UPDATE: Ticketing Company Issuing Refunds for Canceled Charleston Run

By: News Email
By: News Email

UPDATE 7/25/2014 5:45 PM

A ticketing company is refunding registration fees to people who signed up for the Dirty Girl Mud Run in Charleston.

West Virginia Attorney General Patrick Morrisey made the announcement late Friday afternoon.

The mud run was scheduled for July 26, but it was canceled on July 23.

Self-service ticketing company Eventbrite will send electronic notifications of its intent to provide full refunds to race participants who paid registration fees through Eventbrite's website by July 28, with all refunds initiated in the coming days.

Morrisey says only Eventbrite is confirmed to be providing registrants refunds at this time.

Morrisey says Eventbrite had nothing to do with the decision to cancel the race.

100 LLC contracted with Eventbrite to provide “tickets” and receipts to participants who paid between $65 and $95 to take part in the race.

When the Charleston run was cancelled, 100 LLC announced it would not give refunds to the 2,700 people who had registered for the race.

Within 24 hours of that announcement, more than 250 people filed complaints with the Attorney General’s Office, saying the no-refund policy violated the West Virginia Consumer Credit and Protection Act.

Morrisey said the agreement between the Attorney General’s Office and Eventbrite does not preclude or prohibit either party from seeking additional legal remedies from 100 LLC, Human Movement, or other entities that may bear liability for damages to participants, consumers and others arising out of the cancellation of the 2014 Charleston Dirty Girl Mud Run.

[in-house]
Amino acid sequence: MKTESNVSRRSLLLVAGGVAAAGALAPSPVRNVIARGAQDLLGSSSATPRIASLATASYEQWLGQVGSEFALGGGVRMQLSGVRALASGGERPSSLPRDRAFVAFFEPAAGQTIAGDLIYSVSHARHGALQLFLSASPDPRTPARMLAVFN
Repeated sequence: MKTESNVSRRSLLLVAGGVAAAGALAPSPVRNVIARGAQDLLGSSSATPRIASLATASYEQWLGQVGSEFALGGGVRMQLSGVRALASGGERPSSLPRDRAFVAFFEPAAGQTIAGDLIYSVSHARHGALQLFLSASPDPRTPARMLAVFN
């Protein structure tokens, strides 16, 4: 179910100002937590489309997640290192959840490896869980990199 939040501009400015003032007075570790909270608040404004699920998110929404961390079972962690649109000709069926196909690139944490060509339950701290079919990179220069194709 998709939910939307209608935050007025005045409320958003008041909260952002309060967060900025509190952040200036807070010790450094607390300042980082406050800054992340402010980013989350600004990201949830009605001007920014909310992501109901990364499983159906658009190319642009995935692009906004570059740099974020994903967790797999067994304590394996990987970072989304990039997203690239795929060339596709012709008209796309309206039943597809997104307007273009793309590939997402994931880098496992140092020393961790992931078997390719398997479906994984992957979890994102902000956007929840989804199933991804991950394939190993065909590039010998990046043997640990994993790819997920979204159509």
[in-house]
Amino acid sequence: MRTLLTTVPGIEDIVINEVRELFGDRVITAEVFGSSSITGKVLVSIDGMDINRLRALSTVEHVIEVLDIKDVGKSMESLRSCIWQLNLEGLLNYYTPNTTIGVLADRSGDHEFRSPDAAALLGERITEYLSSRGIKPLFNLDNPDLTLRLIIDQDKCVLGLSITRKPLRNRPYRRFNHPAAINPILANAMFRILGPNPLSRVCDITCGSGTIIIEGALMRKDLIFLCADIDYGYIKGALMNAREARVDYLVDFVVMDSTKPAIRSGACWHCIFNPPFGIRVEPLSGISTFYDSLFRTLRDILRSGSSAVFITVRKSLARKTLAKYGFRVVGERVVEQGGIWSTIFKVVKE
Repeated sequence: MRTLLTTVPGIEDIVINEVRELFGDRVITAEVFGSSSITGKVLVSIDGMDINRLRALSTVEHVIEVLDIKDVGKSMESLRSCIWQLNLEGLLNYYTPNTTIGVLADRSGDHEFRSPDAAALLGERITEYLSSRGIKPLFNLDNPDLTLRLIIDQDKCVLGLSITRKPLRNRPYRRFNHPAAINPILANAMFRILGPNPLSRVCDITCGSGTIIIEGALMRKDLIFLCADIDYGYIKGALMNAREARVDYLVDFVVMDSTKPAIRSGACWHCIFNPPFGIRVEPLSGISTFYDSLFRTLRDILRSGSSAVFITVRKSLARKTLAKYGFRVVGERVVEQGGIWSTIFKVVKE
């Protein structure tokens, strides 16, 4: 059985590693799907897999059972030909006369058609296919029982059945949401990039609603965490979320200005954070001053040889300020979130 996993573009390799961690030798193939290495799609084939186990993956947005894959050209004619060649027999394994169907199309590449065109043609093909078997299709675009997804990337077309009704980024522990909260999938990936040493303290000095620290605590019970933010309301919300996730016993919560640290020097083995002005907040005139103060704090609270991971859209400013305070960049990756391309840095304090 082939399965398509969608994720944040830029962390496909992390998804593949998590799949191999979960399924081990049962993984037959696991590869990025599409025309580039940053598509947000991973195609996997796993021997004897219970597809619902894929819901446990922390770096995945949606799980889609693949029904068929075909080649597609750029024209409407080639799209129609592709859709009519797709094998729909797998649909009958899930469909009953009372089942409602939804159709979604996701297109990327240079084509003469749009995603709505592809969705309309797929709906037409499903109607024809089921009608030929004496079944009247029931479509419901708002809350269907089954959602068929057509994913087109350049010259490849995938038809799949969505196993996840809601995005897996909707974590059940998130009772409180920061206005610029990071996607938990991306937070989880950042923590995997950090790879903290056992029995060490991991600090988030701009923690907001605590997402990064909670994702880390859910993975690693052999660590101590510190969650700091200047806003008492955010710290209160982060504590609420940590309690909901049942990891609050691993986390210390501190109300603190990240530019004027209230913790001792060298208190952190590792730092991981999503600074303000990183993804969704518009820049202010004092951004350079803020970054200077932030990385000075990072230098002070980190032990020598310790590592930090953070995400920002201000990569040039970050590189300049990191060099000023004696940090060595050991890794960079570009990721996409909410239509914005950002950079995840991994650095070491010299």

The race is off.

And runners won't get a refund.

A mud run cancer benefit cancelled just days before the race.

The Dirty Girl Mud Run in Charleston was set for Saturday.

But this week organizers sent an email cancelling the event.

Less than three percent goes to charity.

It's promoted as a cancer benefit.

Cancer survivors didn't have to pay the entry fee.

But everyone else paid to run.

And some signed up half a year ago.

"It was aggravating because it was something local so it was going to be something kind of fun, just a quick trip down there and back. It was disappointing in that it was for a good cause, and we we're out that money. But as far as them just up and cancelling it, I don't think that was the right way to go about it," says Theresa Law, who was planning to participate.

The mud run company says there was an issue with the shuttle company.

They had hoped to hold the event at a different location.

Regardless, runners are filing a class action lawsuit.

The team from Marietta says they were lucky.

Their credit card companies refunded the charge.


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